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Catalogs External backup drive letter designation (Windows)

Joined
Apr 19, 2019
Messages
5
Lightroom Version
Lightroom Classic CC
Operating System
Windows 7, Windows 8, Windows 10
I have seen mention of when using external drives on Windows PCs, that the drive letter may change when swapping into different PCs. This is something I do. If Windows assigns a different drive letter than that when photos are added to a catalogue, Lightroom cannot find them. The solution is simple:-

Right click the Windows Start button, select Disk Management to bring up the overlay.
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Select the backup disk, in this instance 'D', right button click and select 'Change Drive Letter and Paths' to bring up a dialogue box; in it you will see the current drive letter.
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Click on Change to bring up a new dialogue box,
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in which a new drive letter can be assigned. Click on the selection box. I am going to select drive letter 'H' then click OK. This will bring up a warning overlay:-

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For our purposes this is not an issue assuming that this drive is dedicated to Lightroom only, click on Yes.

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You can see that the drive letter is now 'H'.

Before doing all this, ensure that the new drive letter you wish to use is actually available to use on each PC. That is easy to do, by simply checking with File Explorer to see the active drive letters.

Doing all the this removes the headache of missing photos when swapping PCs. Do not be tempted to find lost photos by using the Lightroom find photo option, you will only have to do it all over again when you swap the drive into another PC, thus perpetuating the headache.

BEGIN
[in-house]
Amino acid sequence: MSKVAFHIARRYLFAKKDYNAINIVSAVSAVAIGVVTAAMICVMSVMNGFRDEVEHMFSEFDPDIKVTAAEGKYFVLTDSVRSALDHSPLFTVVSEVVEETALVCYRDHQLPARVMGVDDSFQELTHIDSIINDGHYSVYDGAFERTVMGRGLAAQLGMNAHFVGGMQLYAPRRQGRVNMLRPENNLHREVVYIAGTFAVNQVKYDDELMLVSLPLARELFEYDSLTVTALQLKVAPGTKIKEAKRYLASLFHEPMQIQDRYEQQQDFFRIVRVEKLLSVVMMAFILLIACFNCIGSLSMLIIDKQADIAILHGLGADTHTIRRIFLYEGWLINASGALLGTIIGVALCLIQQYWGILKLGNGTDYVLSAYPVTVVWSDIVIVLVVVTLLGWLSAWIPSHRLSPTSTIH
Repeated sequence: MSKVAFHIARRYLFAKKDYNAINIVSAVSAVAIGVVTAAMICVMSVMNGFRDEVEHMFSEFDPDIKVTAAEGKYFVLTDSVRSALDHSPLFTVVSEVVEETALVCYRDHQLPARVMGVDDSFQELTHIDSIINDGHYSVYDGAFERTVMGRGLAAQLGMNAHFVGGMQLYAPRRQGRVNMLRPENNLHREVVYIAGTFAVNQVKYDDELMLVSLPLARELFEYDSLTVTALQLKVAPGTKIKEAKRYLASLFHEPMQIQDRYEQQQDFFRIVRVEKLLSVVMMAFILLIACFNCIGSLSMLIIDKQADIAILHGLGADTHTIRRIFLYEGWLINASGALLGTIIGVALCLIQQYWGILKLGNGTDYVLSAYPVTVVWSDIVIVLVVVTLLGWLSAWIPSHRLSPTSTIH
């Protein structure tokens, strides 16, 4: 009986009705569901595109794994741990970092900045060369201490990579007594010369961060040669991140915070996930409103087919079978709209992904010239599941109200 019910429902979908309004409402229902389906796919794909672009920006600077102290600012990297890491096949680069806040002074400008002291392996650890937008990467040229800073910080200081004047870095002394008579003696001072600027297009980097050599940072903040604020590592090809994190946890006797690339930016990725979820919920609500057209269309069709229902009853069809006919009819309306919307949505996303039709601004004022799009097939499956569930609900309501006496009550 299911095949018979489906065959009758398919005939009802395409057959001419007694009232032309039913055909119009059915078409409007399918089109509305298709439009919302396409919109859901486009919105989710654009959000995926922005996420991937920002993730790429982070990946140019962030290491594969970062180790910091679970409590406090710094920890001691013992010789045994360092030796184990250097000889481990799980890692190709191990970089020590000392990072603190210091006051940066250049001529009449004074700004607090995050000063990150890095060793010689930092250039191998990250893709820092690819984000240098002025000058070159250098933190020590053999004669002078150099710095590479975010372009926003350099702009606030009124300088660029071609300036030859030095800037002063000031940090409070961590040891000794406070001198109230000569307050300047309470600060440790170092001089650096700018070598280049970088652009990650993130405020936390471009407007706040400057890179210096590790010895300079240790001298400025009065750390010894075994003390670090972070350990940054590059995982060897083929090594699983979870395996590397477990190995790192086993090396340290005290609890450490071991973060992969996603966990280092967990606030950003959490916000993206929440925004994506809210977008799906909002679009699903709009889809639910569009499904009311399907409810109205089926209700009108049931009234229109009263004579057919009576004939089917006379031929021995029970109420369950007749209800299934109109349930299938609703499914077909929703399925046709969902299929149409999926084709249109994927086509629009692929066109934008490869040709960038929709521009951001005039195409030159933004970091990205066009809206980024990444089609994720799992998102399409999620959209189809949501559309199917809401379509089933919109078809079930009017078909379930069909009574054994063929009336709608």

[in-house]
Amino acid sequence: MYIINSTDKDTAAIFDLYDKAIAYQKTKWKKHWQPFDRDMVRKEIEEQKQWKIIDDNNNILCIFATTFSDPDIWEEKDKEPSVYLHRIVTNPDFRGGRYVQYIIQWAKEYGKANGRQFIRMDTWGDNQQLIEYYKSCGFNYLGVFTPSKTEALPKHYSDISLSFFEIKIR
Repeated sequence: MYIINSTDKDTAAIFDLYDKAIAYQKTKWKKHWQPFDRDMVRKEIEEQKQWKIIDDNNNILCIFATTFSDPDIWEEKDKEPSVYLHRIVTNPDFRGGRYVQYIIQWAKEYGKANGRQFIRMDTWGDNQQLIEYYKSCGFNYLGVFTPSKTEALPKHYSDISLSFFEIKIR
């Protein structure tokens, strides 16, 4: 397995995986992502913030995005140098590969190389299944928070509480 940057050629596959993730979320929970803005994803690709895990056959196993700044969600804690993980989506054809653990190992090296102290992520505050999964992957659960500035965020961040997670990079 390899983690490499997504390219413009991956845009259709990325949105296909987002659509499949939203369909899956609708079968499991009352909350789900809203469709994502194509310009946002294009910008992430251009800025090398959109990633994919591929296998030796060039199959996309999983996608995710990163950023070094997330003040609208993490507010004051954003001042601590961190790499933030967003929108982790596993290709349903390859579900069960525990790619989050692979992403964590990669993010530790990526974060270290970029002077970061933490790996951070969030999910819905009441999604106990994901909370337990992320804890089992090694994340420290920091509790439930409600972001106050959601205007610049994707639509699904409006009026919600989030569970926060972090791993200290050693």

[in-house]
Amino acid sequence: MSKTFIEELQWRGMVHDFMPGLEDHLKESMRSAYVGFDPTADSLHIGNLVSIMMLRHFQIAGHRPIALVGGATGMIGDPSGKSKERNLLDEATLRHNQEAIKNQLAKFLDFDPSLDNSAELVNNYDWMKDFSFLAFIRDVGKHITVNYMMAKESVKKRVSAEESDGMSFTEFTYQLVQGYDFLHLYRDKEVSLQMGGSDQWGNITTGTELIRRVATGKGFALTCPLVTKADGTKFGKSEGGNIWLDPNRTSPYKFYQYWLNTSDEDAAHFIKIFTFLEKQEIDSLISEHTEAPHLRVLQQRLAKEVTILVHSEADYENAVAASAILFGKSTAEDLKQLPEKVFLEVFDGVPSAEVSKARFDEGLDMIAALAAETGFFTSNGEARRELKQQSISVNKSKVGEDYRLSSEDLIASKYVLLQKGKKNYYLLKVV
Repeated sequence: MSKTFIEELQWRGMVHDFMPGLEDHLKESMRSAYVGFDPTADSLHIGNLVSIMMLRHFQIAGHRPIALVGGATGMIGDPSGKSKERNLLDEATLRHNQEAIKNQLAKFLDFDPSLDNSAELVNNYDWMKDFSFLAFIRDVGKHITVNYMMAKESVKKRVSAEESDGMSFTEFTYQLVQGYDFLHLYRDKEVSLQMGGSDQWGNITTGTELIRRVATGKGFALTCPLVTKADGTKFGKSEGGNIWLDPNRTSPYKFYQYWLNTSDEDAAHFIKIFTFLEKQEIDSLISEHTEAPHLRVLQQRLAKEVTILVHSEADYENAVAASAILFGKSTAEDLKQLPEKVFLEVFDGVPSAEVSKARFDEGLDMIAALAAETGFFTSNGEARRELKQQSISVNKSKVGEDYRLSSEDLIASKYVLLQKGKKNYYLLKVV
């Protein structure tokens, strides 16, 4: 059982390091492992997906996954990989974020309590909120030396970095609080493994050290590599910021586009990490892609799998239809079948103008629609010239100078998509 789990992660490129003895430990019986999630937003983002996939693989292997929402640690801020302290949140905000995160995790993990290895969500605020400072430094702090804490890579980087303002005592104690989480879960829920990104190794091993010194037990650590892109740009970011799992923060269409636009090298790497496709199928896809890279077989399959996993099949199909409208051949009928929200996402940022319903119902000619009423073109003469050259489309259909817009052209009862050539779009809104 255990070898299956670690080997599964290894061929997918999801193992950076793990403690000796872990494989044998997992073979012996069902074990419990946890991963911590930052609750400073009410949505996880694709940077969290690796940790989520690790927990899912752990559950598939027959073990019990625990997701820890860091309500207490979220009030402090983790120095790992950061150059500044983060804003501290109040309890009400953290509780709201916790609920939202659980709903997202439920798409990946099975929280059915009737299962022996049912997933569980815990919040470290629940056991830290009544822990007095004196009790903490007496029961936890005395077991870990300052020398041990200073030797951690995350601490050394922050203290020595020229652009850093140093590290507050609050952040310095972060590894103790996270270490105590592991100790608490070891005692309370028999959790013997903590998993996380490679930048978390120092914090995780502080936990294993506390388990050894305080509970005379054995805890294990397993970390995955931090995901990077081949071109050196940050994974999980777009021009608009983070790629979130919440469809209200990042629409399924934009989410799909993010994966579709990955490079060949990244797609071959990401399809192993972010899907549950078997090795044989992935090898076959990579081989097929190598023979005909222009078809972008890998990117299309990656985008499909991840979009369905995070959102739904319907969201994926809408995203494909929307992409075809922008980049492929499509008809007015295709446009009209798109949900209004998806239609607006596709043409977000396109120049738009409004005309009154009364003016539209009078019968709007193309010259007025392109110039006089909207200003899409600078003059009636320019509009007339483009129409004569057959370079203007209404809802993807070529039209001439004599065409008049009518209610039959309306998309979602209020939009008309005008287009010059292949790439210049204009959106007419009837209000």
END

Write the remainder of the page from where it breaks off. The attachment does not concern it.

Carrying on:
I have done this and have had no issues for some years. The PCs remember the drive letters I have assigned.

There is probably a Mac method of doing this too.

I hope this helps you.
 

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Joined
Jul 2, 2015
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9,083
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Netherlands
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There is probably a Mac method of doing this too.
There is no need for this on a Mac. Macs don't use the archaic drive letter system, they use a disk name. You give the disk a name, and then it will have that name on any Mac you connect it to.
 
Joined
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Messages
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Houston, TX USA
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I learn something every day. I no nothing of Mac computers. Thanks for that.
FWIW, Microsoft Windows is the only operating system that uses and assigns drive letters to disk volumes. Every other operating system (MacOS, UNIX, Linux, SunOS, AIX) uses volume names.